Posted on February 2, 2018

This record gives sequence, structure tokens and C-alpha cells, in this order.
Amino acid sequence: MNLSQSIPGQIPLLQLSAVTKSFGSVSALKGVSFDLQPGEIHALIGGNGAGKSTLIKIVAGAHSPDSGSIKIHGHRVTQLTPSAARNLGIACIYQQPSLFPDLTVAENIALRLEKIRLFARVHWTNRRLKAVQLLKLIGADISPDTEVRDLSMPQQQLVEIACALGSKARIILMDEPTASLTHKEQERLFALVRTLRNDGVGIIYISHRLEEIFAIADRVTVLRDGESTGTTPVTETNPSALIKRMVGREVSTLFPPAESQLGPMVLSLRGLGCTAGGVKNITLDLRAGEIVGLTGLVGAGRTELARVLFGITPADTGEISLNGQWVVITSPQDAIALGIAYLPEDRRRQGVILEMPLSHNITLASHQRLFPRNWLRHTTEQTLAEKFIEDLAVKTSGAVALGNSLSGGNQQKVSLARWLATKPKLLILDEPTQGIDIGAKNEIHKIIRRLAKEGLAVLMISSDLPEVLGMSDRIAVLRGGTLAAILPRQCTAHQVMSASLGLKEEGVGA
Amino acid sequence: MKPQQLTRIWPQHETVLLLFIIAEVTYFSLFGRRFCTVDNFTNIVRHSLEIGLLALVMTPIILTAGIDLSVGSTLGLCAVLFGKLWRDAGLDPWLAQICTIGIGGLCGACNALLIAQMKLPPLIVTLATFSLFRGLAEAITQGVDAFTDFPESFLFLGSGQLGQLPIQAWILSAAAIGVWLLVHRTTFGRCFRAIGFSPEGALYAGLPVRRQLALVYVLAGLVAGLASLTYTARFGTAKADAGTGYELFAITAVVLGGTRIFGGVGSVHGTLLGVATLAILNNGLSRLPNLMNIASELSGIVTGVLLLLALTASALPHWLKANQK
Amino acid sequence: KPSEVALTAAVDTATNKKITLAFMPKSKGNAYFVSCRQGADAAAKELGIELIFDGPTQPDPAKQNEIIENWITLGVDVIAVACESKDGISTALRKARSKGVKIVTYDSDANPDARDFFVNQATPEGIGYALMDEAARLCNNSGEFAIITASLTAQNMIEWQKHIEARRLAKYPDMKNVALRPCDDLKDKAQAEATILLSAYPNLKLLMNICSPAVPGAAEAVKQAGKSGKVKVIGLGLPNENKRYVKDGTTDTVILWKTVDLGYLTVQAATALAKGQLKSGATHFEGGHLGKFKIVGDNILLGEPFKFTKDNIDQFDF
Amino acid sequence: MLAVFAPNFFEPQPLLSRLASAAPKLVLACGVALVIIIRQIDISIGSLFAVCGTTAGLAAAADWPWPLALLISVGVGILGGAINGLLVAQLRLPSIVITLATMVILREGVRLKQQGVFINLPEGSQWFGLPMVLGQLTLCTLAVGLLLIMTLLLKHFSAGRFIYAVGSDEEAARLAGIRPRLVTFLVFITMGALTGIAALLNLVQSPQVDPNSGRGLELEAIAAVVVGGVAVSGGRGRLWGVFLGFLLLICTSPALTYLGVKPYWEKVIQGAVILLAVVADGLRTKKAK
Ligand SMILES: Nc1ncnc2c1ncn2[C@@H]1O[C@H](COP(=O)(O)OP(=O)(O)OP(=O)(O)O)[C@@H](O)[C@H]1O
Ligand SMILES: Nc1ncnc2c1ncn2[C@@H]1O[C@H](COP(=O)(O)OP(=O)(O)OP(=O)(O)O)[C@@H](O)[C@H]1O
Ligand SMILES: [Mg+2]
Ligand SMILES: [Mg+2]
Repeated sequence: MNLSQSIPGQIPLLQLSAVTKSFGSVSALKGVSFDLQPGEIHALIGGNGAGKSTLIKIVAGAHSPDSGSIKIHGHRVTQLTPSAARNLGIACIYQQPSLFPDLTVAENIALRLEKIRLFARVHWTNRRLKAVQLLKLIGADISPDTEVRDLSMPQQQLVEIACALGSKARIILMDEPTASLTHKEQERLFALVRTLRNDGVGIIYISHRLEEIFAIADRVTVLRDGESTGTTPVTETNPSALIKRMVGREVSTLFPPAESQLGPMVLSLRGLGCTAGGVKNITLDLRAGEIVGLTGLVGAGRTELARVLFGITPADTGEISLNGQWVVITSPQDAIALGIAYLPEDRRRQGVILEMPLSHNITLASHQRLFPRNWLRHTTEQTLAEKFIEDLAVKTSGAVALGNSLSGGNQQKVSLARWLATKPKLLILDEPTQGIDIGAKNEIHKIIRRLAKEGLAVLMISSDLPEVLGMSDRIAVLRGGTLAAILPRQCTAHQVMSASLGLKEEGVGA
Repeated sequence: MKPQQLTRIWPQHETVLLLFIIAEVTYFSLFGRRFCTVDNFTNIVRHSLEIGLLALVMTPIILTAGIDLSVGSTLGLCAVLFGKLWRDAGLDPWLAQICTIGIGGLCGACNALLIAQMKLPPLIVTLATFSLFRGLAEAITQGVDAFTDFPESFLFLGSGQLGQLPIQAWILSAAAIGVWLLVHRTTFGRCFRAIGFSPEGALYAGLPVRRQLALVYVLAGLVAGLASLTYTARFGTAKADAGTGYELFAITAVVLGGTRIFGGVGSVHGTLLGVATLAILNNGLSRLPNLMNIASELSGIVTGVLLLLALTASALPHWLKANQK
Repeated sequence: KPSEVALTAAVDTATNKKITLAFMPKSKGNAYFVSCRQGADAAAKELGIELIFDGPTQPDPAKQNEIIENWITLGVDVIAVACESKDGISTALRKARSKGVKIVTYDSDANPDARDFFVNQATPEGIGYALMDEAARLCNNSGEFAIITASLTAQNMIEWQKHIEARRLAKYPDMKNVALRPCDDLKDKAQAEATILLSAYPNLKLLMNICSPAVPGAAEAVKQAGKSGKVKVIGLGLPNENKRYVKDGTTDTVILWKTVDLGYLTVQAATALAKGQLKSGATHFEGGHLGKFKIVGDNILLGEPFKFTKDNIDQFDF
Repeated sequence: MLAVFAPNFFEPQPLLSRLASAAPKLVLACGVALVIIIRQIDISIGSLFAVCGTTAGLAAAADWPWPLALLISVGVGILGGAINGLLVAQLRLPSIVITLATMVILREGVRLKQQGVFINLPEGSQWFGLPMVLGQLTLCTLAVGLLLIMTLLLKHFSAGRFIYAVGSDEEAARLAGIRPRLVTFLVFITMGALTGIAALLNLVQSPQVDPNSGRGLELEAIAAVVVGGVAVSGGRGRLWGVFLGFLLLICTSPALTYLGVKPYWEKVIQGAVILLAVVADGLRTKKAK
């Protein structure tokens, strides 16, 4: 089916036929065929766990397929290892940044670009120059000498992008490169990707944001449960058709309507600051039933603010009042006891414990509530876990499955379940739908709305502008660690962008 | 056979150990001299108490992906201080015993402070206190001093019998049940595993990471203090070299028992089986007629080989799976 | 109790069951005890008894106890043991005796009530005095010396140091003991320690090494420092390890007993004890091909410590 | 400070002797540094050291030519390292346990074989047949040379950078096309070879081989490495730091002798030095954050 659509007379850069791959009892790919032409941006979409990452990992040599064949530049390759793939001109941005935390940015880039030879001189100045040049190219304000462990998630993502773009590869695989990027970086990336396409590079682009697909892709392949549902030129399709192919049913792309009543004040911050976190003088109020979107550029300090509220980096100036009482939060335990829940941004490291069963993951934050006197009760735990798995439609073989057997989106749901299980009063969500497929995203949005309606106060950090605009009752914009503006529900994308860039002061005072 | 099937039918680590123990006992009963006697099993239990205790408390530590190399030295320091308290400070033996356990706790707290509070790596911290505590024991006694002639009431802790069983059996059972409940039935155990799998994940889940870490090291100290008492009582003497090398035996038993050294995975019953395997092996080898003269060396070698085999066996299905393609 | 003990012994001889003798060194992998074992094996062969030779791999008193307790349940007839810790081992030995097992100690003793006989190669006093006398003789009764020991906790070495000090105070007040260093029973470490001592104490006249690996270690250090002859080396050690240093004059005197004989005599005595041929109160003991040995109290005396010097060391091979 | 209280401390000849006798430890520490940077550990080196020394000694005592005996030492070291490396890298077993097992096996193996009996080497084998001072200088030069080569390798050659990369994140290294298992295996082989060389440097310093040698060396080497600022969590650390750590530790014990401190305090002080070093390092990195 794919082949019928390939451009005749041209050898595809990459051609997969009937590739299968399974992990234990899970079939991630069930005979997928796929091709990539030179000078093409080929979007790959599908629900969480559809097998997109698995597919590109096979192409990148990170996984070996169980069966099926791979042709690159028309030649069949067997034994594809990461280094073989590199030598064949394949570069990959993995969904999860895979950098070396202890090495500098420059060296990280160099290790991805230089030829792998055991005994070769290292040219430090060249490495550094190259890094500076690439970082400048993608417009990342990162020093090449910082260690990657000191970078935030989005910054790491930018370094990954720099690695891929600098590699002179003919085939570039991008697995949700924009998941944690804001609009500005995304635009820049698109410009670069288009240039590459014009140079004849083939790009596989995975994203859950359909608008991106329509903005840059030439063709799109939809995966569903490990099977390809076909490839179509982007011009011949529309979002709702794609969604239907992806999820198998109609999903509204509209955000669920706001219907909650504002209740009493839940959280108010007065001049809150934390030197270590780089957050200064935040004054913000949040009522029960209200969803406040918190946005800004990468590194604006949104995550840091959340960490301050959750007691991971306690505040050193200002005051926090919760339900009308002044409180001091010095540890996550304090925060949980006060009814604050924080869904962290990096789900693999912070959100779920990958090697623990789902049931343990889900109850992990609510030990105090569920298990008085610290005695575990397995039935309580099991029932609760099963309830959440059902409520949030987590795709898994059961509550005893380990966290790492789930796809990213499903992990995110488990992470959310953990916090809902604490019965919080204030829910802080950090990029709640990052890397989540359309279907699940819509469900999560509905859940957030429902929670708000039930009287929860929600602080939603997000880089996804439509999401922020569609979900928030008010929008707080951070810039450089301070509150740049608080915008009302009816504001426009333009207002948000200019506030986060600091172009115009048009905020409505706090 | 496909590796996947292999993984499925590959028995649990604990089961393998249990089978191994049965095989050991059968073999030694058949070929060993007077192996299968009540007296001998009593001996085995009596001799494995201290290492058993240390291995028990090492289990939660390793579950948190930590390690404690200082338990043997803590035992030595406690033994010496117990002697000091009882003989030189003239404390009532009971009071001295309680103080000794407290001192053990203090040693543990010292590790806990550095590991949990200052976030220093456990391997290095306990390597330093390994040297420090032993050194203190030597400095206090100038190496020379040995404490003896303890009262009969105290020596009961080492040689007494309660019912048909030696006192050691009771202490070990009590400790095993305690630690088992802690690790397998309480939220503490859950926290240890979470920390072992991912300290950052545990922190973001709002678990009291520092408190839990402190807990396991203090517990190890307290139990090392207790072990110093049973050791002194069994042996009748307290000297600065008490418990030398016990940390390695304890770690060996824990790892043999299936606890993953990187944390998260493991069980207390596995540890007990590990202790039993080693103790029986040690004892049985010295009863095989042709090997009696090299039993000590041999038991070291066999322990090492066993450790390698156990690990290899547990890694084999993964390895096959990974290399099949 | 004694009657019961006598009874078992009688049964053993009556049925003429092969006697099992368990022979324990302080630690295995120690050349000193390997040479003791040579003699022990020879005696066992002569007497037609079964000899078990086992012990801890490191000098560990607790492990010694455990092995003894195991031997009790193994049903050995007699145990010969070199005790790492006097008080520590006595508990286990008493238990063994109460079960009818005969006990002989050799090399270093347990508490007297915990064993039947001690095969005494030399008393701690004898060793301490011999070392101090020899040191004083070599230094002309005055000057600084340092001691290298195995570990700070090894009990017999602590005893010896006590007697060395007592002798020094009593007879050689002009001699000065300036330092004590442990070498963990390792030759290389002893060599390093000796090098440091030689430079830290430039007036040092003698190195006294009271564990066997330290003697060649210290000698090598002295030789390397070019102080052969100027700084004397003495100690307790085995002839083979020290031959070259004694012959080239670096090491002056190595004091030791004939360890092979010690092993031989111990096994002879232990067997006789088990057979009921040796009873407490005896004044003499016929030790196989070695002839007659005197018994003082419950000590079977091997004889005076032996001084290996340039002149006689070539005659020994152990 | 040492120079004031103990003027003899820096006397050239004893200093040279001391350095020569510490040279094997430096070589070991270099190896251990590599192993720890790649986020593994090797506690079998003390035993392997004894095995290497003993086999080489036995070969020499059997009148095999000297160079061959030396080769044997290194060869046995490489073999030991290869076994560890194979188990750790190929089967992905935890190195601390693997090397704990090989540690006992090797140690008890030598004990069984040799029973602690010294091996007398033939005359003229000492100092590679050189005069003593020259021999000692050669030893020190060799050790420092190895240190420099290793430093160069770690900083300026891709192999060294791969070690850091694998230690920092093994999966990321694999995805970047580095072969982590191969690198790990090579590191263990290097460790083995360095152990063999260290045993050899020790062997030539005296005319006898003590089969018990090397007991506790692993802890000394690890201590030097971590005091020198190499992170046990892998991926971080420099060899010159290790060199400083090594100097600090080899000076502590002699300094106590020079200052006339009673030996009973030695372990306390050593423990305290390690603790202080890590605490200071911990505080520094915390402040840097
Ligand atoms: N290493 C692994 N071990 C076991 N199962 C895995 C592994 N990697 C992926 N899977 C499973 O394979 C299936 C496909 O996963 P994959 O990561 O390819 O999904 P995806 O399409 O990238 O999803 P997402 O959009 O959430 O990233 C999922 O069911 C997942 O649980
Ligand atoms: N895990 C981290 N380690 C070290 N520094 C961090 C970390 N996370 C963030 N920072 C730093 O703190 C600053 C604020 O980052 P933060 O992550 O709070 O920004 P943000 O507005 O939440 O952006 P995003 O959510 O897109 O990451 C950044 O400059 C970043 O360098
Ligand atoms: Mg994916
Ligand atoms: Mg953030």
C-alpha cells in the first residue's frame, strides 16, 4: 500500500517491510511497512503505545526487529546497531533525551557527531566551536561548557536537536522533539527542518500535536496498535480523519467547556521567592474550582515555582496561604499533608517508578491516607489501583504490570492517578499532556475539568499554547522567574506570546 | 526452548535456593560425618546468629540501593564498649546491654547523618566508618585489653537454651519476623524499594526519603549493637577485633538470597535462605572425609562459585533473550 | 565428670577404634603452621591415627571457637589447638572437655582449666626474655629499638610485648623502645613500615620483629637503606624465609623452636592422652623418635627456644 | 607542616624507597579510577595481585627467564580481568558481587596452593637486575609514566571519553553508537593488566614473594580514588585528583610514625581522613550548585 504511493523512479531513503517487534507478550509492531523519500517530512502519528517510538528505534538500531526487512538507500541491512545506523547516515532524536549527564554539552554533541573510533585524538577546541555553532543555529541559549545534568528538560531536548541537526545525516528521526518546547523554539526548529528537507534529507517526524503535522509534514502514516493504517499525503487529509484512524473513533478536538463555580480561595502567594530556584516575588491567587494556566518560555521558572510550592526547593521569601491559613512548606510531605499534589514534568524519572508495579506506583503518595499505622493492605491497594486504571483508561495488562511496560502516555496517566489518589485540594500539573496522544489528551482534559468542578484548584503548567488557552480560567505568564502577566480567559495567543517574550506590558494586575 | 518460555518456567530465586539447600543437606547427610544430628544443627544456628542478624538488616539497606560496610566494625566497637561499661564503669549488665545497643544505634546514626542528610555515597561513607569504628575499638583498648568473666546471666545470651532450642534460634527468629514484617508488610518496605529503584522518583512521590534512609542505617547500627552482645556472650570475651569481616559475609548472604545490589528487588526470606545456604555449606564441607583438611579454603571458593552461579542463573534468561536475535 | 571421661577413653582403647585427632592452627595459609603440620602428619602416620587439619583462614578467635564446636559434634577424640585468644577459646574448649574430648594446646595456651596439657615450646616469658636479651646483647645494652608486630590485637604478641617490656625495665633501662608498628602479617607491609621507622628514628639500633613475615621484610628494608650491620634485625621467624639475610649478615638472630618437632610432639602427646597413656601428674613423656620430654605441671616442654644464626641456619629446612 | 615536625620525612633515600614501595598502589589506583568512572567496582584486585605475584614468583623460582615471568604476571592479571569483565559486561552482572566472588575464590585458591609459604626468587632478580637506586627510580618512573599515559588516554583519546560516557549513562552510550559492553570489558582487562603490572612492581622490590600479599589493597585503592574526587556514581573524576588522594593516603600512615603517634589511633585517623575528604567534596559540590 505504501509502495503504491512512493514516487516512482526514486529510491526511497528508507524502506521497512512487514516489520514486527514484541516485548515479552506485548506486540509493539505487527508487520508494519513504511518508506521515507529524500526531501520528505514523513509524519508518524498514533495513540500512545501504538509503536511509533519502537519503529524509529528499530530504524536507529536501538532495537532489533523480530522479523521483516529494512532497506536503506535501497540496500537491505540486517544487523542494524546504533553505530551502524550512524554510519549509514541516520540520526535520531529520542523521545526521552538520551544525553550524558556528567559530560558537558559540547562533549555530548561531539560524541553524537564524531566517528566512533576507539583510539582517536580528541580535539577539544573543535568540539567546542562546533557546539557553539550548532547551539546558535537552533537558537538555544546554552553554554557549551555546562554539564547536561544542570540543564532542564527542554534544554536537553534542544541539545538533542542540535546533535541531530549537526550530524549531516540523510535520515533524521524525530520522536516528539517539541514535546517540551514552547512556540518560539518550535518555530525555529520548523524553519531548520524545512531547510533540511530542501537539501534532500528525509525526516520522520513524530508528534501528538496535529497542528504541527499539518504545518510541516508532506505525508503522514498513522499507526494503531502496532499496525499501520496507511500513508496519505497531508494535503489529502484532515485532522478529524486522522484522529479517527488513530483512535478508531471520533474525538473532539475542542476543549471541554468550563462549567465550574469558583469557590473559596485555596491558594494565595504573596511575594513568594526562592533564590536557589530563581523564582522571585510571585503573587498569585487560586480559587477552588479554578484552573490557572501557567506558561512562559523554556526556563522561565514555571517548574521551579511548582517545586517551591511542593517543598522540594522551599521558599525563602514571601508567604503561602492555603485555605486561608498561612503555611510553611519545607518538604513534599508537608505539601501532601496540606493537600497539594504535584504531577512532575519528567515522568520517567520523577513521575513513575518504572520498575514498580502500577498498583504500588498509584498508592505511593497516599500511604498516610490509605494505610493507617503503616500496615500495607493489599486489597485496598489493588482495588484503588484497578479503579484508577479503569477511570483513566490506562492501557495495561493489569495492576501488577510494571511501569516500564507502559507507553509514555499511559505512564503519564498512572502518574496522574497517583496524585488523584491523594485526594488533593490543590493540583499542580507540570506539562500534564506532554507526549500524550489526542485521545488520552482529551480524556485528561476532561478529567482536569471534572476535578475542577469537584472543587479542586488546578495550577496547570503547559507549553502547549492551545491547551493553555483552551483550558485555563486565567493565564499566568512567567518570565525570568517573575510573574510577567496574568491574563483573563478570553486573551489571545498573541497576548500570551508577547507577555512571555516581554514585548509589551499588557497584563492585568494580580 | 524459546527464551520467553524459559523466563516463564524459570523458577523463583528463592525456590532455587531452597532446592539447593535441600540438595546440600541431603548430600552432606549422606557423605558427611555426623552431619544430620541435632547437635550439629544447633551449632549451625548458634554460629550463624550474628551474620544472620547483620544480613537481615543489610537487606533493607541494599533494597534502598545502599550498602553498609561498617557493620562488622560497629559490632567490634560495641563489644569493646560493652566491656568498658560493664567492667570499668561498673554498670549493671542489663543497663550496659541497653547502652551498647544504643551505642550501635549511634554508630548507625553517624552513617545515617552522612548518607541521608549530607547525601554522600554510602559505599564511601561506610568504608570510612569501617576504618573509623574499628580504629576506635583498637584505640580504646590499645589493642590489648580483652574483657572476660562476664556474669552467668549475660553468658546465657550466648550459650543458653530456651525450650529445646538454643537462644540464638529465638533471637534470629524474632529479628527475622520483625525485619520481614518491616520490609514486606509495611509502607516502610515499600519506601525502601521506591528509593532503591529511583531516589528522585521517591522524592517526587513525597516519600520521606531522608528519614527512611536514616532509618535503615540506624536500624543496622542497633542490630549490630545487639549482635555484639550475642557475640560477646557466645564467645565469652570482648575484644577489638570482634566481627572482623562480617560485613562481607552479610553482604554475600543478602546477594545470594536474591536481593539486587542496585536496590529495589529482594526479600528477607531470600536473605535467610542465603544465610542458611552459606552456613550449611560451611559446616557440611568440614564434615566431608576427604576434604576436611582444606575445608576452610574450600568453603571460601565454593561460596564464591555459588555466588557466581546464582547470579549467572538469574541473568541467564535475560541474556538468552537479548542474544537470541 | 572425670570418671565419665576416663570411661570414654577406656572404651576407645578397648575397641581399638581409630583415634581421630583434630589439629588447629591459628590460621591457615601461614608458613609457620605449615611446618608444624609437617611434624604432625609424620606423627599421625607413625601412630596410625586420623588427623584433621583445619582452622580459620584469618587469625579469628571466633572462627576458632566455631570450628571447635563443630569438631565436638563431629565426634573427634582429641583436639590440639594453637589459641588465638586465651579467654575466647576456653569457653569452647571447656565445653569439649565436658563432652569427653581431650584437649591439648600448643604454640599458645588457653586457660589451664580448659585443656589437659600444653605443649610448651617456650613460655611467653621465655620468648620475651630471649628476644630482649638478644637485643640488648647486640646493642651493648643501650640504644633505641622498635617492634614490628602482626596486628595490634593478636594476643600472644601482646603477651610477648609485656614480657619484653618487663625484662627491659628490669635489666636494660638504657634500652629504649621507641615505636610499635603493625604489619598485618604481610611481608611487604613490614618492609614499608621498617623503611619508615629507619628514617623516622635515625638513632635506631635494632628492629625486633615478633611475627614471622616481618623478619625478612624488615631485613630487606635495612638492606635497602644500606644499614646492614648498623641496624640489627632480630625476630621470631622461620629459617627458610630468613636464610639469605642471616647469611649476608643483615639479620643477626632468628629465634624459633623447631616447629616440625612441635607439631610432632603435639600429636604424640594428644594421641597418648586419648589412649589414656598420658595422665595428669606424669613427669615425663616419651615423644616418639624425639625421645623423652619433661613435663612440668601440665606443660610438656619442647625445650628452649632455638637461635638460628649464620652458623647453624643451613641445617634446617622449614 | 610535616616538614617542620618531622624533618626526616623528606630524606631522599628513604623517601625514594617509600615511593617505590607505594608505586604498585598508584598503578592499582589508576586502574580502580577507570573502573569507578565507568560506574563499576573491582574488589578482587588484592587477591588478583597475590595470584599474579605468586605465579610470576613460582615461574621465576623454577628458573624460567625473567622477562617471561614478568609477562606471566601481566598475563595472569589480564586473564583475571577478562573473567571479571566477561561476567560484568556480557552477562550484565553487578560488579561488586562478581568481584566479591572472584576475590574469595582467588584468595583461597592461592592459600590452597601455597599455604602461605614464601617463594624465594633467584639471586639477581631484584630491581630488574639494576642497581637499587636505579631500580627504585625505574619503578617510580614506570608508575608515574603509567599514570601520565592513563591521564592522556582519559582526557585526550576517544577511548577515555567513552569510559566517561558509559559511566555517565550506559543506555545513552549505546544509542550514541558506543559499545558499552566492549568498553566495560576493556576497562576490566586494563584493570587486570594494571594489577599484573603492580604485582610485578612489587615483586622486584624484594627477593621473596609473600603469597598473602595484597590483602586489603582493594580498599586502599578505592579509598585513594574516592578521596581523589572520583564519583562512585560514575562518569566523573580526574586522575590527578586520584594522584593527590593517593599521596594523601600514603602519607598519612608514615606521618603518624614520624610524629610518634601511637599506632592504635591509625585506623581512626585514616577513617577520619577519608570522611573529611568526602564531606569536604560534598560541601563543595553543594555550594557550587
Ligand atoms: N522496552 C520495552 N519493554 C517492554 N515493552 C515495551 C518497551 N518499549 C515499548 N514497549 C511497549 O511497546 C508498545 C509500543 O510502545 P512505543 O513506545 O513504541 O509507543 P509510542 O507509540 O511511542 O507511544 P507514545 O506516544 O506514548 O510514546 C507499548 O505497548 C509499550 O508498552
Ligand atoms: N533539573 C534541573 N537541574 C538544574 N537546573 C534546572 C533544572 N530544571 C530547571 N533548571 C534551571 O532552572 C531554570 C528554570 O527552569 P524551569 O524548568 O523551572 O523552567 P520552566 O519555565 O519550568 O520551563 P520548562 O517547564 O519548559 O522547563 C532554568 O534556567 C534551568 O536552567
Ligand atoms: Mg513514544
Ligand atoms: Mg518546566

Locked in a Nazi prison and suffering from pneumonia, in February 1945 journalist Frank Falla made a promise to himself: he would muster all his remaining strength to try to survive the sickness, beatings and starvation, hoping the advancing Allies would come to his rescue before it was too late. Only his survival, he believed, would guarantee that the families of six of his fellow Channel Islanders would know how their husbands, fathers, and sons had died. The “gentle” journalist, whose life story is told as part of a new exhibition at London’s Wiener Library, found himself in the brutal Naumburg prison for covertly sharing BBC news in his native Channel Island of Guernsey – British soil, occupied by Nazi Germany for five years. Witnessing prisoners dying at a rate of 10 a week, Falla would cling on, surviving the bout of pneumonia to be liberated two months later by US forces, when a doctor told him he was just days from death. He was lucky.